I’m a cookie biter, and yes, we are a rare breed. I read somewhere that reverse slope and cookie bite losses combined make up less than five percent of the hearing loss population (but don’t quote me - don’t know how accurate that is). I do know that my loss is rare enough that I have never worked with a professional who had experience fitting a cookie bite loss.
I’m hesitant to share my experiences with you as I am afraid you would find it discouraging. I come from a family with lots of hearing loss (though I’m the only cookie biter); mine was first detected at age eight and first aided at fourteen (I’m thirty six). I wore analog aids until about eight years ago, then switched to digitals. I have always struggled with handling loud sounds when aided, and like you, my communication skills unaided have been really quite good. So, I’ve gone through periods of months and even years of devotedly wearing my aids all the time hoping that I’ll learn to cope with the loud sounds, and then I’ve gone through periods of hardly wearing them at all. At other times, I have not worn them at home, but use them when away from home. I meant to post to your earlier thread about this, but my experience has been that my unaided communication skills decline significantly when I am wearing my aids full-time or part-time. When I go unaided for long periods, my unaided communication improves somewhat. I think my brain just has to figure out what to do and that my speech-reading skills get sharper when I go unaided for long periods. If you can get aids that are programmed correctly to help your loss, I think you will find the most benfit from wearing them as often as possible, but you will feel deafer when you don’t have them on.
My oldest digital aids were Oticon Digifocus, and they made me truly miserable. I don’t believe that the audiologist had a clue about how to adjust them properly. Also, I lived nearly an hour from her office and had a baby and a toddler, so I just couldn’t come in for all the adjustments I needed. I was chronically overwhelmed by kid noise, so those aids mostly lived in my pockets. A little more than a year ago, I bought new aids from America Hears. I believe that they might have been an improvement for me except they are unable to handle my recruitment issues (recruitment means that loud noises are perceived to be extremely, uncomfortably loud). The AH aids are slow (can’t cope with sudden loud noises), so while they made speech clearer than it had been with my older aids, I have been constantly jumping at loud noises. Its made me very edgey, and I feel awful when my children are apologizing for firmly closing a cabinet door because they see me jump - they didn’t do anything wrong! So, I’m trialing new aids again. Currently I’m wearing Phonak Exelia Art micro BTEs with earmolds (I wanted Exelia Art M, but my audi ordered the wrong thing. If I decide to pursue these, we’ll get the M). I’m waiting to try out the new Unitron Passport. So far, the Exelia Arts are handling loud noises better than anything else I’ve tried, but other than that, I am underwhelmed. I know that they need adjustment, and I think there is lots of room for improvement. Unfortunately, my audi (a different one) is still an hour away, and I have four kids to tote along for appointments, three of whom get carsick. So I’m not able to just stop in whenever I want a tweak.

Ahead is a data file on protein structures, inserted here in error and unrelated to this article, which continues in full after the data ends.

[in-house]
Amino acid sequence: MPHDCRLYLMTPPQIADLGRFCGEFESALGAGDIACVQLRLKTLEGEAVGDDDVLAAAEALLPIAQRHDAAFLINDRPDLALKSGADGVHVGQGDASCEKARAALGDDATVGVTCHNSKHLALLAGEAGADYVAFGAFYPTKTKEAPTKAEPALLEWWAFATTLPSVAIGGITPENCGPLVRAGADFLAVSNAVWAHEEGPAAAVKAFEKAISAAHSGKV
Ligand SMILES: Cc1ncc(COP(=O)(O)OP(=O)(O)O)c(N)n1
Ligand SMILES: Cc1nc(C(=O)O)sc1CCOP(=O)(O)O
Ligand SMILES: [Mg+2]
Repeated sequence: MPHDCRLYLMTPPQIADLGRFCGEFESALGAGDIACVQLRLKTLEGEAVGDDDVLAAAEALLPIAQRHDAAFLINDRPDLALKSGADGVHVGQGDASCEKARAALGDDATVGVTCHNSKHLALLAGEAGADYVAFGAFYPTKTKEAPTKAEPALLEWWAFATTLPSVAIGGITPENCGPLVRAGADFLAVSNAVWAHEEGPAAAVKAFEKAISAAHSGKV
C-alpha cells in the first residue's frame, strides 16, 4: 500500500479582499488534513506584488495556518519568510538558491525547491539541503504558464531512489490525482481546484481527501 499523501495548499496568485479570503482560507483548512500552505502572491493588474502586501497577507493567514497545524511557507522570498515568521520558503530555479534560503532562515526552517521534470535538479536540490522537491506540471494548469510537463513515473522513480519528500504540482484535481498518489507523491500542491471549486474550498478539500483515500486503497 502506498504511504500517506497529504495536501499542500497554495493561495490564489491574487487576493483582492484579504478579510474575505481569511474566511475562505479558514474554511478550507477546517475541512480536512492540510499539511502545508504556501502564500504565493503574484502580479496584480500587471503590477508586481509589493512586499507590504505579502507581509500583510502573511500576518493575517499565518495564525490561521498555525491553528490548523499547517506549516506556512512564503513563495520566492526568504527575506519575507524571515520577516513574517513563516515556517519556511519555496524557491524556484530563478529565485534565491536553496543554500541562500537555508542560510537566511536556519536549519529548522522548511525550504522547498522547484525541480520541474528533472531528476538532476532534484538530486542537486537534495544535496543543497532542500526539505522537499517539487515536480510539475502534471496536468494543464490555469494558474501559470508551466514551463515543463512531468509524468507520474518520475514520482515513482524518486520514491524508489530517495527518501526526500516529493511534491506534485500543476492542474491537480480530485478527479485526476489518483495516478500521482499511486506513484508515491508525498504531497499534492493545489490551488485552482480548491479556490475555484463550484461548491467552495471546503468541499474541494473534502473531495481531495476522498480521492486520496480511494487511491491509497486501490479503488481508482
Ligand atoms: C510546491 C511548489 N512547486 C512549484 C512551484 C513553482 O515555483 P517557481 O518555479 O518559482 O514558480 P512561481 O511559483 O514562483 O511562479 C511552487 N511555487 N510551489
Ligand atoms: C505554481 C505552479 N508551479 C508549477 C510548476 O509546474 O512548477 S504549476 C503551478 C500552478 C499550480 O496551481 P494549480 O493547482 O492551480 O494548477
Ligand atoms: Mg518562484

I guess as far as advice goes, I’d say put all your energy into finding a fitter who knows what they are doing. Any dispenser or audiologist can sell you hearing aids, but getting them adjusted properly is another story. Read up on hearing loss and hearing aid technology and ask intelligent questions. Make sure your fitter is comfortable with your trying out multiple hearing aids before you settle on one. With a cookie bite loss, I would advise you not to buy the first aids you try - do some comparing before you make your (very expensive) choice. If you start to get the feeling that the fitter really doesn’t know how to help you, return your aids before your trial period expires and move on to someone else. The fitter is going to be the key to whether you will experience satisfaction with your aids.
Sorry if my experiences are not encouraging. The audiologist I am currently seeing is not a fitting genius, but she is the best I’ve been able to find, and she is treating my fitting as a partnership. She turns the computer monitor toward me and asks me what I want her to do. I would rather that she knew herself what to do, but this is the next best thing. She is also supportive of my trying out several hearing aids before I decide, and she has equipment to perform REM testing. She seems to lack confidence that REM will be of any help, but I want her to do it anyway - am hoping we will get closer to getting it right.
Best of luck to you as you navigate this new terrain!